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Fowey Harbour, and Polruan Castle, &c.

Letitia Elizabeth Landon 1802 (Chelsea) – 1838 (Cape Coast)

The Ladye sat in her lonely tower,
Singing a mournful song;
One of those sad and olden rhymes
That aye to love belong.
The bride is young, and her lord is away,
Therefore sings she that love-lorn lay.

Sudden she marks, through the glittering waves,
Two armed ships cleave their way ;
Their sails are white, in the morning light,
And around breaks the dashing spray.
She sees the flag with its lilies expand,
And a band of warriors leap to land.

It had been sight, for a gallant knight,
To mark that ladye call,
'Mid weeping maidens, and wardens old,
On her vassals to man the wall;
Albeit it roused more love than fear,
To see, that white hand grasp the spear.

There are no knights like our English knights,
Yet the boldest of his name,
Never from castle repulsed the foe
More bravely than that fair dame:
They left their chief, and their banner behind,
When the Frenchmen spread their sails to the wind.

"Is a masque tow'rd ?" said the castle's lord,
When he came home next day,
Beside him stood a captive knight,
And a banner before him lay :
His ladye's cheek wore its deepest red,
When she told him how she had been lord instead.

Leland, when speaking of the "Frenchmen" having " diverse times assailed the town" of Fowey, "and last most notably, about Henry the Sixth's time," informs us, that " the wife of Thomas Treury, the 2d, with her men, repelled the French out of her house in her husband's absence ; whereupon Thomas Treury builded a righte faire and stronge embateled towr in his house,—and vnto this day it is the glorie of the town building in Faweye." The tower fell to the ground about sixty years ago, and two busts of the heroine who so gallantly repulsed the enemy, were found in the ruins : they are still preserved.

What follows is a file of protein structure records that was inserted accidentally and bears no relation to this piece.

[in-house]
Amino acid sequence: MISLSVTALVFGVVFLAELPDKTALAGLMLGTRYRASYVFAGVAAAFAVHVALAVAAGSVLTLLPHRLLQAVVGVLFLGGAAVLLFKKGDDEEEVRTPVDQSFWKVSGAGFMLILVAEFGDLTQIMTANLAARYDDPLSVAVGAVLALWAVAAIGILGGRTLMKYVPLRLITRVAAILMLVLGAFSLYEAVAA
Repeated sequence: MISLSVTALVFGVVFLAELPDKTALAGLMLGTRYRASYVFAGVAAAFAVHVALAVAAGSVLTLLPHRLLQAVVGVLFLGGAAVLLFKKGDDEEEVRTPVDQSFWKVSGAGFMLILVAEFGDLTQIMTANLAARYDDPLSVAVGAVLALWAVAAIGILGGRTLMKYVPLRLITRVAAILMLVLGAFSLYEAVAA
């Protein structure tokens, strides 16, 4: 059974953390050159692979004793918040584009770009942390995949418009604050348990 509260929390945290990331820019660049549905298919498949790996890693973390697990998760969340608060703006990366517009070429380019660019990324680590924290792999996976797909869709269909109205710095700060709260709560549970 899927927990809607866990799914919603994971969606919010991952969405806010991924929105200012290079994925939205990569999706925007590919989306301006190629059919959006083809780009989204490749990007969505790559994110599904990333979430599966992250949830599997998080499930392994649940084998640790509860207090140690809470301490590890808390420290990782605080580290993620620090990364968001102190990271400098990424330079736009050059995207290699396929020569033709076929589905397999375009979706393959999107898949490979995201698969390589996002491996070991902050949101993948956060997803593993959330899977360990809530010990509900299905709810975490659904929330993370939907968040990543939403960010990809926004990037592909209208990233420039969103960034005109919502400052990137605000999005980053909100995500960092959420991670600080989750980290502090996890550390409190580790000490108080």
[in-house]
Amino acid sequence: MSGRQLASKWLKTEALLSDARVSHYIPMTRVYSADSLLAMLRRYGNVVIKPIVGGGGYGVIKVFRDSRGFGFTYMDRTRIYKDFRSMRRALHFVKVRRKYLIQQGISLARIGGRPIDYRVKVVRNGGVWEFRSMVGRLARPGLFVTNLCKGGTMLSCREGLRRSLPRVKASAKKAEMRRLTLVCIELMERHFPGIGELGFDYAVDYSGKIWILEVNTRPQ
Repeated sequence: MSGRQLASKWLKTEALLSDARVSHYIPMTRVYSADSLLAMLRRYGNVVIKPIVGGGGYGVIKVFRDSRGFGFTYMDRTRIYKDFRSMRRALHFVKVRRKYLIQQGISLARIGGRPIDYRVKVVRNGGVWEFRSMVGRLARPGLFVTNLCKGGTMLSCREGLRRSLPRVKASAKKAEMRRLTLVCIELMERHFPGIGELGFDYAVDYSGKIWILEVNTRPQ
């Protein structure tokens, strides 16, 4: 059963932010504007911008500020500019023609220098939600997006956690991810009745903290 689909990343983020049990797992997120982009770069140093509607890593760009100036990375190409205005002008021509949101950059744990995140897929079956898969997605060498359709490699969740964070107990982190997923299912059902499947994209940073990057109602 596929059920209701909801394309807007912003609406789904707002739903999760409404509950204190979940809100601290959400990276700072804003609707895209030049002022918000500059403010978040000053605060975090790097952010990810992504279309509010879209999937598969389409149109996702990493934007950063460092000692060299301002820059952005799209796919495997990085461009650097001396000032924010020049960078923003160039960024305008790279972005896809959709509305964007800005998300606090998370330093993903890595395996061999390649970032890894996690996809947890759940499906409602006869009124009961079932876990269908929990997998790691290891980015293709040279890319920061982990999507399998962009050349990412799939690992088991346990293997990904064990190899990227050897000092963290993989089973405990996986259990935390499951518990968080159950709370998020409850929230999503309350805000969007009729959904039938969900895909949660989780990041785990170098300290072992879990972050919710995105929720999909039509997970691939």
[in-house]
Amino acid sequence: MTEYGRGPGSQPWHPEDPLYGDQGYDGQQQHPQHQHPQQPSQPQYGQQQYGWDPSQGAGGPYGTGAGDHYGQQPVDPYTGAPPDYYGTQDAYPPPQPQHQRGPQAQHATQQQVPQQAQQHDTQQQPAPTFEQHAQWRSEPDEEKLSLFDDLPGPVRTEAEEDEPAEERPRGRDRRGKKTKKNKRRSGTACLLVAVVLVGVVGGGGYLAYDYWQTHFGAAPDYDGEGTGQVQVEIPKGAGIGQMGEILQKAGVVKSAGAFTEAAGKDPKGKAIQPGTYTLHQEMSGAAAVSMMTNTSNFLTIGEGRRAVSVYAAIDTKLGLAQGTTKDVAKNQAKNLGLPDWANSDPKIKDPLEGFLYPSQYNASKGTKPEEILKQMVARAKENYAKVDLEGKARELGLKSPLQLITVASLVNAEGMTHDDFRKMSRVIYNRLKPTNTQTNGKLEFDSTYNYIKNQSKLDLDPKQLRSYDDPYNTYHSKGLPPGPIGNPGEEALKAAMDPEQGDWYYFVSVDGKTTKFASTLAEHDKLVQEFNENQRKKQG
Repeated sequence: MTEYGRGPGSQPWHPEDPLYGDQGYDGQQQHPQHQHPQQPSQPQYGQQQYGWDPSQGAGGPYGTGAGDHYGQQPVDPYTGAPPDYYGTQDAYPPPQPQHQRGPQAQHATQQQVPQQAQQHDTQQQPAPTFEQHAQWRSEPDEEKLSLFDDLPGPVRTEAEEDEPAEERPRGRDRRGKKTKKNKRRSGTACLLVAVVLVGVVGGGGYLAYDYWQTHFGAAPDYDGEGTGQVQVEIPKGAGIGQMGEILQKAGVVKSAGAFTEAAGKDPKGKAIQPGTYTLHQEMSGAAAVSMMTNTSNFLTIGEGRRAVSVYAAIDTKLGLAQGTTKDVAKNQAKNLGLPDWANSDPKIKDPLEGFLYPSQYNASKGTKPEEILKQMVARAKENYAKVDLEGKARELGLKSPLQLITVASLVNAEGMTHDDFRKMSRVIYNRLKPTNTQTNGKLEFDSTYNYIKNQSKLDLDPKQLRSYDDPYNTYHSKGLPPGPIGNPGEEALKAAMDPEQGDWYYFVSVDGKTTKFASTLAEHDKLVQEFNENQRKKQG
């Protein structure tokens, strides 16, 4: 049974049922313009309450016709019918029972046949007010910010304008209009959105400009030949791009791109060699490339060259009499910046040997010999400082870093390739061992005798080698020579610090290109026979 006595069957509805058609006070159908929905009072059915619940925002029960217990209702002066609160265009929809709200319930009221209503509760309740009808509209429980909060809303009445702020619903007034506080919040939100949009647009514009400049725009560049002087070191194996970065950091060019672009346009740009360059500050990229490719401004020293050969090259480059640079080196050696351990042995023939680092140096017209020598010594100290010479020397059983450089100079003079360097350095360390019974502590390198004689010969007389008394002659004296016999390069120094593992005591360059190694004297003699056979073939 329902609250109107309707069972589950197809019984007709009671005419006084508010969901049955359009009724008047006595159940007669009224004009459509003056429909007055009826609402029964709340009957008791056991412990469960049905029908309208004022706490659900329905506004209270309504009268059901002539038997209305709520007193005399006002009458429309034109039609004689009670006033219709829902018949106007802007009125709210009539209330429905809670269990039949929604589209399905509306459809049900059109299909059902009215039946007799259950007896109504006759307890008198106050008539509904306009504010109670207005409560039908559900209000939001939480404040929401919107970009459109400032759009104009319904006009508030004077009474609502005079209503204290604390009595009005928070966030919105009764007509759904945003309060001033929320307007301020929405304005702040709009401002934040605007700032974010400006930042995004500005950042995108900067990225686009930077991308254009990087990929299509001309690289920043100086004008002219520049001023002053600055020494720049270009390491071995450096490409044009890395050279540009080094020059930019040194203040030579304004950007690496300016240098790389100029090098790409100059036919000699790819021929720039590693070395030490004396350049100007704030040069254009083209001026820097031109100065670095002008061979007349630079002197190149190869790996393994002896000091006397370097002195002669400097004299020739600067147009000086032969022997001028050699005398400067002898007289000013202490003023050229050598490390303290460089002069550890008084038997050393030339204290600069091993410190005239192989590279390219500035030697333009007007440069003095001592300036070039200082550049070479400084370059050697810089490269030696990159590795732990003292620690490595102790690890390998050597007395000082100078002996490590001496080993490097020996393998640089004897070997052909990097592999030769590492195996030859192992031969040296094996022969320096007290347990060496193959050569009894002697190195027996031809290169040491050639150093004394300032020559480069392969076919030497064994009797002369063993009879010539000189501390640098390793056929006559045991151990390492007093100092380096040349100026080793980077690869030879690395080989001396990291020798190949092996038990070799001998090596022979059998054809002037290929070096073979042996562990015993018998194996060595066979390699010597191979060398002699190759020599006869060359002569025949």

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Submitted by Madeleine Quinn on June 29, 2016

1:35 min read

Quick analysis:

Closest metre Iambic heptameter
Characters 1,711
Words 319
Stanzas 6
Stanza Lengths 6, 6, 6, 6, 6, 1

Letitia Elizabeth Landon

Letitia Elizabeth Landon was an English poet. Born 14th August 1802 at 25 Hans Place, Chelsea, she lived through the most productive period of her life nearby, at No.22. A precocious child with a natural gift for poetry, she was driven by the financial needs of her family to become a professional writer and thus a target for malicious gossip (although her three children by William Jerdan were successfully hidden from the public). In 1838, she married George Maclean, governor of Cape Coast Castle on the Gold Coast, whence she travelled, only to die a few months later (15th October) of a fatal heart condition. Behind her post-Romantic style of sentimentality lie preoccupations with art, decay and loss that give her poetry its characteristic intensity and in this vein she attempted to reinterpret some of the great male texts from a woman’s perspective. Her originality rapidly led to her being one of the most read authors of her day and her influence, commencing with Tennyson in England and Poe in America, was long-lasting. However, Victorian attitudes led to her poetry being misrepresented and she became excluded from the canon of English literature, where she belongs. more…

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